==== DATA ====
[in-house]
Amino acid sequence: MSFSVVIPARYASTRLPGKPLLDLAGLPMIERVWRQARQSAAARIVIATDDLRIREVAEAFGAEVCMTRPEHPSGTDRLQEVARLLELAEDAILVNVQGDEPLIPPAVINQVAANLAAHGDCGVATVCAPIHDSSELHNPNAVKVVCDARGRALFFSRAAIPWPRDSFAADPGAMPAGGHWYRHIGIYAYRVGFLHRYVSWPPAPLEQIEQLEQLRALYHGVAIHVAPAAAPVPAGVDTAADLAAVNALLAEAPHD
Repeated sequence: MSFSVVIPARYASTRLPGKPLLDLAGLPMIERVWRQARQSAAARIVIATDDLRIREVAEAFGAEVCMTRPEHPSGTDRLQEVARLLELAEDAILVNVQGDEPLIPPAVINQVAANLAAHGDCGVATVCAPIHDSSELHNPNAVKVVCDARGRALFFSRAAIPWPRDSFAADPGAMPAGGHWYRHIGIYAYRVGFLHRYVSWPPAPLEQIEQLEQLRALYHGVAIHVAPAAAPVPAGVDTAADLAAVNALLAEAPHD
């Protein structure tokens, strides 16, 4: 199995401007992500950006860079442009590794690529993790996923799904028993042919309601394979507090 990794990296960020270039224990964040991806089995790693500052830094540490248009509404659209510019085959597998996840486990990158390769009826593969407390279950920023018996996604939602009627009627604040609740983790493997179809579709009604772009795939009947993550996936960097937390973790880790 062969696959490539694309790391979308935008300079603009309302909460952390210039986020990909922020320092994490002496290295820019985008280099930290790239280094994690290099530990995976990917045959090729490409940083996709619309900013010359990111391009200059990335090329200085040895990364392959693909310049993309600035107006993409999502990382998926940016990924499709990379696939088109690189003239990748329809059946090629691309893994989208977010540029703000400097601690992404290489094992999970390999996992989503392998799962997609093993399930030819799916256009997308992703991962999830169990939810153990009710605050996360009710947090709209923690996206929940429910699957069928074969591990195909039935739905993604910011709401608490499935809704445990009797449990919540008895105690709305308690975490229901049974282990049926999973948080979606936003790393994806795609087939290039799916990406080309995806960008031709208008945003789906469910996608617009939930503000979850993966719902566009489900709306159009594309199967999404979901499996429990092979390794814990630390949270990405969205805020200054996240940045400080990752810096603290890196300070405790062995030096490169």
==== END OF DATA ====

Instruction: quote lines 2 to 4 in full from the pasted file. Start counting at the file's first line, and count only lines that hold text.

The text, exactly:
Amino acid sequence: MSFSVVIPARYASTRLPGKPLLDLAGLPMIERVWRQARQSAAARIVIATDDLRIREVAEAFGAEVCMTRPEHPSGTDRLQEVARLLELAEDAILVNVQGDEPLIPPAVINQVAANLAAHGDCGVATVCAPIHDSSELHNPNAVKVVCDARGRALFFSRAAIPWPRDSFAADPGAMPAGGHWYRHIGIYAYRVGFLHRYVSWPPAPLEQIEQLEQLRALYHGVAIHVAPAAAPVPAGVDTAADLAAVNALLAEAPHD
Repeated sequence: MSFSVVIPARYASTRLPGKPLLDLAGLPMIERVWRQARQSAAARIVIATDDLRIREVAEAFGAEVCMTRPEHPSGTDRLQEVARLLELAEDAILVNVQGDEPLIPPAVINQVAANLAAHGDCGVATVCAPIHDSSELHNPNAVKVVCDARGRALFFSRAAIPWPRDSFAADPGAMPAGGHWYRHIGIYAYRVGFLHRYVSWPPAPLEQIEQLEQLRALYHGVAIHVAPAAAPVPAGVDTAADLAAVNALLAEAPHD
């Protein structure tokens, strides 16, 4: 199995401007992500950006860079442009590794690529993790996923799904028993042919309601394979507090 990794990296960020270039224990964040991806089995790693500052830094540490248009509404659209510019085959597998996840486990990158390769009826593969407390279950920023018996996604939602009627009627604040609740983790493997179809579709009604772009795939009947993550996936960097937390973790880790 062969696959490539694309790391979308935008300079603009309302909460952390210039986020990909922020320092994490002496290295820019985008280099930290790239280094994690290099530990995976990917045959090729490409940083996709619309900013010359990111391009200059990335090329200085040895990364392959693909310049993309600035107006993409999502990382998926940016990924499709990379696939088109690189003239990748329809059946090629691309893994989208977010540029703000400097601690992404290489094992999970390999996992989503392998799962997609093993399930030819799916256009997308992703991962999830169990939810153990009710605050996360009710947090709209923690996206929940429910699957069928074969591990195909039935739905993604910011709401608490499935809704445990009797449990919540008895105690709305308690975490229901049974282990049926999973948080979606936003790393994806795609087939290039799916990406080309995806960008031709208008945003789906469910996608617009939930503000979850993966719902566009489900709306159009594309199967999404979901499996429990092979390794814990630390949270990405969205805020200054996240940045400080990752810096603290890196300070405790062995030096490169």